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American or people living in the US, how do you eat healthy on food stamps?

(17 Posts)
hellokittymania Fri 19-May-17 21:26:26

You can buy 50 cans of Coke cheaper than you can buy vegetables and meat. If you have a family of five and you are relying on food stamps how can you eat healthy?

I've looked at a lot of dollar tree hauls, but you can't really find many healthy options at the dollar tree either. It's just junk food really.

And out of curiosity, can you use your food stamps if you shop online? If you buy groceries through shipt? Etc

steff13 Fri 19-May-17 21:32:56

Well, food assistance is meant to supplement your food budget, not be your entire food budget. Coke is not cheaper than vegetables, it may be cheaper than some meats. People on food assistance can use coupons and bargain shop and go to Aldi just like anyone else.

You can't use your did assistance card to shop online, you have to enter a PIN to use it.

You questions are somewhat vague. Your food assistance allotment is based on your income and family size.

hellokittymania Fri 19-May-17 21:37:37

Steff A lot of friends of mine are on SS I and disabled and some live in the country, so a taxi ride to Aldie can be a lot of money sometimes. Even more so than the groceries.

hellokittymania Fri 19-May-17 21:38:53

And I really don't understand why you can't buy toiletries with food stamps either. That's pretty ridiculous.

Dogivemeabreak Fri 19-May-17 21:39:48

Do you live in the States?

SuperBeagle Fri 19-May-17 21:40:14

Food stamps aren't supposed to be relied on. They're supposed to be a supplement to your income. It's no different from benefits in the UK etc. They aren't supposed to be solely depended on, but are supposed to make up the gap between what you're earning and the cost of living...

hellokittymania Fri 19-May-17 21:42:05

I grew up in the states, yes.

steff13 Fri 19-May-17 21:44:30

It's unfortunate that people have to rely on taxis to get around sometimes.

You can't buy toiletries on food assistance because the food assistance program is intended to buy food. It's not a random program to help with whatever you need, it's specifically geared to assist people in buying food. There are other types of assistance available that are more flexible.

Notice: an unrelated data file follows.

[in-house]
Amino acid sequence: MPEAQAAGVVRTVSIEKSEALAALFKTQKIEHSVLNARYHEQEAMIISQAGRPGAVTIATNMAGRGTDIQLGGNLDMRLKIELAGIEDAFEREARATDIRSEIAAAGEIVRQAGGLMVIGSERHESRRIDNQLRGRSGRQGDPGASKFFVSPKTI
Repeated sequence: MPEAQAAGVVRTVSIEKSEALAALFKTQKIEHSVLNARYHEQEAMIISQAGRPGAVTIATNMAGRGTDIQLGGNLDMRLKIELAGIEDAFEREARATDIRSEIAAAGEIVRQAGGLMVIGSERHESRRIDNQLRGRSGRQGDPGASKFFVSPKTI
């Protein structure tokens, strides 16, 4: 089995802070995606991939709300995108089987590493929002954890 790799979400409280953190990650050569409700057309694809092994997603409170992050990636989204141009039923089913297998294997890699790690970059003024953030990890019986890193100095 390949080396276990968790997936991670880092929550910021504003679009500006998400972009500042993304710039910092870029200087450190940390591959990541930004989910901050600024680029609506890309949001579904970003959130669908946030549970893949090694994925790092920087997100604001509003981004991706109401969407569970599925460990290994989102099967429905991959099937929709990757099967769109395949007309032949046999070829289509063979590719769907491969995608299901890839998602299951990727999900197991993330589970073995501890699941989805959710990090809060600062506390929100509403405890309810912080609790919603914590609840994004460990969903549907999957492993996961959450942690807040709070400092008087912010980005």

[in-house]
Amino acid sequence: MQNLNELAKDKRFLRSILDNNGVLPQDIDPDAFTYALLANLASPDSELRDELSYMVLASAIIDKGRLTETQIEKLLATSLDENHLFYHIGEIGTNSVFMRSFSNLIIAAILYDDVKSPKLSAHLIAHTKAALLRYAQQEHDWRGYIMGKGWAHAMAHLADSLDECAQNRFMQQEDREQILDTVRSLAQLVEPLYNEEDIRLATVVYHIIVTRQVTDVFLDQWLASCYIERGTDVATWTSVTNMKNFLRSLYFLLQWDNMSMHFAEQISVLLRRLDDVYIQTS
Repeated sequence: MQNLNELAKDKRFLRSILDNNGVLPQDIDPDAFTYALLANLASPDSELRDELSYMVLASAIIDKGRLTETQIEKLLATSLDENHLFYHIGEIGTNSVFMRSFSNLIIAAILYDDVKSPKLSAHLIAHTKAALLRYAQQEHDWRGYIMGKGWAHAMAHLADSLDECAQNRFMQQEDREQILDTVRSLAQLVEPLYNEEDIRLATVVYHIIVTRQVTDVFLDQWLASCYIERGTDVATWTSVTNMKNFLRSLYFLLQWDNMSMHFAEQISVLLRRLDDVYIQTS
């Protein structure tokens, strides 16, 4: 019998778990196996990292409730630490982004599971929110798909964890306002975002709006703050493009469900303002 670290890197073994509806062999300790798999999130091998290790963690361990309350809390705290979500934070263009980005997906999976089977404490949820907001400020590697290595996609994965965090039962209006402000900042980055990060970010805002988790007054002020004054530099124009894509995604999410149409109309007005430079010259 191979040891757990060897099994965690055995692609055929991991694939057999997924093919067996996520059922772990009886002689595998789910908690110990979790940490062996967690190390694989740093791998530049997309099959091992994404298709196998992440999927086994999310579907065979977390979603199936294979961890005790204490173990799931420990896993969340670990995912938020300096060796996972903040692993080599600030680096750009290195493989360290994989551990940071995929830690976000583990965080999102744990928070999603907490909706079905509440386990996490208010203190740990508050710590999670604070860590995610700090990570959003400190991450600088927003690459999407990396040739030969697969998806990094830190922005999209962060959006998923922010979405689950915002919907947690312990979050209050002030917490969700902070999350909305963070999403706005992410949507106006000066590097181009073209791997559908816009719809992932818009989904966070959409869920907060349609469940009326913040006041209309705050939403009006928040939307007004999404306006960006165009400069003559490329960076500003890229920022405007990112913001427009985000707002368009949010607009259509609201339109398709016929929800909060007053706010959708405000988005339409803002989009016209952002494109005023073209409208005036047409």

hellokittymania Fri 19-May-17 21:45:48

If you receive benefits though in the UK, it doesn't really matter what you spend them on. And since they are paid into your bank account, you can use them for shopping online. At least I am guessing you can. Whereas in the US If you are unable to work and have to rely on SS I and food stamps, and have trouble getting to a supermarket, you can't do this.

A friend of mine was saying that food stamps should also cover toiletries, diapers, washing up liquid, etc., things that people really do need. You can buy junk food with food stamps, but not soap.

steff13 Fri 19-May-17 21:46:55

Food assistance is actually now called SNAP - Supplemental Nutrition Assistance Program (emphasis added).

hellokittymania Fri 19-May-17 21:49:12

Steff, I grew up in very rural area and the nearest supermarket was 20 miles away. If you can't drive, that's pretty pretty difficult. Public transportation in the US is much harder to find than in the UK.

steff13 Fri 19-May-17 21:49:28

Junk food is food. Food assistance is only for food. If your friend lives in the country, perhaps you should inform her she can buy fruit and vegetable seeds with her food assistance. She could grow a garden, if she wants.

Why did she move out to the country if she isn't able to drive or have access to lifts?

steff13 Fri 19-May-17 21:52:29

There are many rural areas in the US, yes. If disabled people have trouble living rurally, they could perhaps look into local public housing programs to allow them to move somewhere more centrally located.

noeffingidea Fri 19-May-17 21:52:55

There's quite a few blogs on this subject, OP. Google healthy eating on SNAP.
Food deserts seem to be a problem in the USA, more so than in the UK really.

00100001 Fri 19-May-17 21:53:43

I fail to see why food stamps should be used for toiletries.

If you make an exception for toiletries, why not make an exception for.... Batteries or books or booze or clothes or DVD or mobile phones?

Anyone can argue that they "need" something.

steff13 Fri 19-May-17 21:57:32

SNAP is funded by the US Department of Agriculture Food and Nutrition Services. That's all it's meant to cover, food. There are other types of assistance available for rent, utilities, and even general cash assistance.

steff13 Fri 19-May-17 22:36:21

So, I spend five days a week thinking about public assistance - 60 hours I worked this week. So I'm probably not going to revisit this thread, since I'm not keen on discussing it in my time off, too. Just a couple of points:
- It's clear you don't agree with how SNAP is administered. I get that. I'm just trying to explain why it's that way.
- Most public assistance programs in the US are intended to support children, including SNAP. The vast majority of SNAP recipients are children. Giving people a benefits card rather than cash is a strategic decision to try to ensure children receive food.
- If it were up to me, SNAP would be set up like WIC, and you'd only be able to buy certain healthy foods, rather than just giving someone a dollar amount.
- The only way the program would ever change is for people to demand is changed in Washington. So I'll tell you what I tell people every week of my life - if you don't like it, write your congressman.

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